Expression of Cytochromes P450 in Yeast: Practical Aspects
Heterologous expression systems must ideally feature high, stable, reproducible and low-cost synthesis of any P450 under a native folding state, including full saturation by the hemin prosthetic group. Additionally, the host cell must be free of any interfering endogenous P450 activity and must offer a suitable P450 environment mimicking as closely as possible the natural microsomal membrane of the organism from which the P450 originates. Production of large amounts of metabolites further requires the reconstitution of an in vivo self-sufficient system. The natural presence or the coexpression of P450-associated electron transfer proteins, particularly NADPH-dependent reductase and cytochrome b 5, is thus useful. In contrast, the presence of endogenous phase II activities in the host system could be deleterious because it sometimes results in conjugation reactions that mask the formation of reactive intermediates. Nevertheless, some P450-dependent activation reactions involve an obligatory association with a phase II enzyme, such as microsomal epoxide hydrolase, to generate the intermediates then used as substrates by the same or other P450 to produce the final activated metabolites. Optional coexpression of phase II activity is thus an interesting feature for a more accurate simulation of drug and pollutant metabolism. Among the numerous organisms in which expression tools are available, yeast is rather unique in meeting all the different criteria previously listed.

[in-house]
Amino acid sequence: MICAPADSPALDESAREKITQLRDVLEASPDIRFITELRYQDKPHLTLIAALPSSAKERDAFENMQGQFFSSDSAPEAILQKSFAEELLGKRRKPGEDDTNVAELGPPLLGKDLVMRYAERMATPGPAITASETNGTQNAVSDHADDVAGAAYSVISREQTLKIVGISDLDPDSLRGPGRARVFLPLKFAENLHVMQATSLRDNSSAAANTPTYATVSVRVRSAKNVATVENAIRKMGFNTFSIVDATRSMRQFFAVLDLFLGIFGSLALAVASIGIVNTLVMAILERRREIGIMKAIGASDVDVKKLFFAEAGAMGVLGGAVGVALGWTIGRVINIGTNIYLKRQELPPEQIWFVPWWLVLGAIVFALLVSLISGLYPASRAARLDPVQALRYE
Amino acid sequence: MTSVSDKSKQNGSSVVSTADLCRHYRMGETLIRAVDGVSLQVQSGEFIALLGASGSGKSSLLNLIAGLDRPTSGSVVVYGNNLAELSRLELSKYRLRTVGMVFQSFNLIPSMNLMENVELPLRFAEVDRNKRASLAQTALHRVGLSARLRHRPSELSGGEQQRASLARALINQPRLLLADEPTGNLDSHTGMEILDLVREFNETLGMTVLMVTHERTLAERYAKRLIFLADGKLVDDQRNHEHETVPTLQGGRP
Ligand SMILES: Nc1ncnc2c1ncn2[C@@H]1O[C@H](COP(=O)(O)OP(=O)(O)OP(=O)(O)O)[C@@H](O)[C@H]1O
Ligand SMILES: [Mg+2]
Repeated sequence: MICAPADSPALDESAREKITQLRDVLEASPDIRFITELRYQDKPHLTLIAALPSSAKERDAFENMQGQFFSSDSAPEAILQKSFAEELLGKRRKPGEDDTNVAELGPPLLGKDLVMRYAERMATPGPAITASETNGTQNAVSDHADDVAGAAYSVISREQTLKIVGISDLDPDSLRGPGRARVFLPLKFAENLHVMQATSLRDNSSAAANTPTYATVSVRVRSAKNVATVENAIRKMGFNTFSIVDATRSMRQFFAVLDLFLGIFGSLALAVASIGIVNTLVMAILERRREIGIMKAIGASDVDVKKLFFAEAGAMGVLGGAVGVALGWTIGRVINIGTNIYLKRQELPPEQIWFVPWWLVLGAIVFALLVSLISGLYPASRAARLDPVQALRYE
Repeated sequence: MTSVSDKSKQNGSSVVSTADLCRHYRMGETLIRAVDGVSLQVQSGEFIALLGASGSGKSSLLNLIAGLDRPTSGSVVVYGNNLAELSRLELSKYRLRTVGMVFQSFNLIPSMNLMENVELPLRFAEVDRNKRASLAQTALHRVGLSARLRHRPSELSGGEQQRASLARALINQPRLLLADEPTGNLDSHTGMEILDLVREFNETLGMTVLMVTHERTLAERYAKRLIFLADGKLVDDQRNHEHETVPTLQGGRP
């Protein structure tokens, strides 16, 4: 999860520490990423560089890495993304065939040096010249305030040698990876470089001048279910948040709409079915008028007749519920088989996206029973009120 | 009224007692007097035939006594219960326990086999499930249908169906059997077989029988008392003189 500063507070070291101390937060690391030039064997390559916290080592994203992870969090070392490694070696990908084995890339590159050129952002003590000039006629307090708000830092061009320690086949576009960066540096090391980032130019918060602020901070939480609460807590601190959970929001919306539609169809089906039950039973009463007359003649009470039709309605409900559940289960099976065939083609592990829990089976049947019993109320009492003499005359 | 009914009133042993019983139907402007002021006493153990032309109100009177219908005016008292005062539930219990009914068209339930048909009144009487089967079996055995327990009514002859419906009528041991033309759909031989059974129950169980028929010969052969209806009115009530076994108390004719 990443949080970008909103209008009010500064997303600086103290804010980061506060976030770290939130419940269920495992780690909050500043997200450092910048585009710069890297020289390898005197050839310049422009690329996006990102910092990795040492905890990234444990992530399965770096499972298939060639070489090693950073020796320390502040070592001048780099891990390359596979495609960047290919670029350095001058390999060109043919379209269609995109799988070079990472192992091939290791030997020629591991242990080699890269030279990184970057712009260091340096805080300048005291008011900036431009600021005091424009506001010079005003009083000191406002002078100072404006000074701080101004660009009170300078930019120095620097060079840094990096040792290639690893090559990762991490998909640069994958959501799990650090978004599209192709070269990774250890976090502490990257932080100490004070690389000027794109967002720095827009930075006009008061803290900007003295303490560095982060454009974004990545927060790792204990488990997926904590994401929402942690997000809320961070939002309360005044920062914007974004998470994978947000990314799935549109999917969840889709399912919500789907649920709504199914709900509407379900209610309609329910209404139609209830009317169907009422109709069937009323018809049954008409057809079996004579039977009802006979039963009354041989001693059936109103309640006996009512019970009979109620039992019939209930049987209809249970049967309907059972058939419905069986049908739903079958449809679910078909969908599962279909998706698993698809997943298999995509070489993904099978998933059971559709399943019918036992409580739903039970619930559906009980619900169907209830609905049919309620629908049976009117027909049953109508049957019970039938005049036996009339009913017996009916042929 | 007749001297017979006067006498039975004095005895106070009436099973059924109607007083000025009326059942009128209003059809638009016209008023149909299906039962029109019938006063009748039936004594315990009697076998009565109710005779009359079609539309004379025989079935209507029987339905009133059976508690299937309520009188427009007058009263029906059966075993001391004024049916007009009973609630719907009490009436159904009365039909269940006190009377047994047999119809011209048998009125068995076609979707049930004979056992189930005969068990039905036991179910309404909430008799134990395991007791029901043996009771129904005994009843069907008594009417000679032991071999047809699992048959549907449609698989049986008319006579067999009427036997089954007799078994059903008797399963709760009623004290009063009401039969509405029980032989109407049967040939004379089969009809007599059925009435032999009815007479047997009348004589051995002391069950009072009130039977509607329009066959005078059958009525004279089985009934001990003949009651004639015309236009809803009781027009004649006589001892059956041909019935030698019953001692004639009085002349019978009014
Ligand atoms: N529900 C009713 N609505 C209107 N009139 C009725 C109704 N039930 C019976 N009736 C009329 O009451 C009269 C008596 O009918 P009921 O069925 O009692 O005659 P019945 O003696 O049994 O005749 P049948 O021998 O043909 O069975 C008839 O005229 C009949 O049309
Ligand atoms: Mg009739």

KeywordsEpoxide Hydrolase P450 Reductase Microsomal Epoxide Hydrolase Yeast Microsome P450 Reductase Activity
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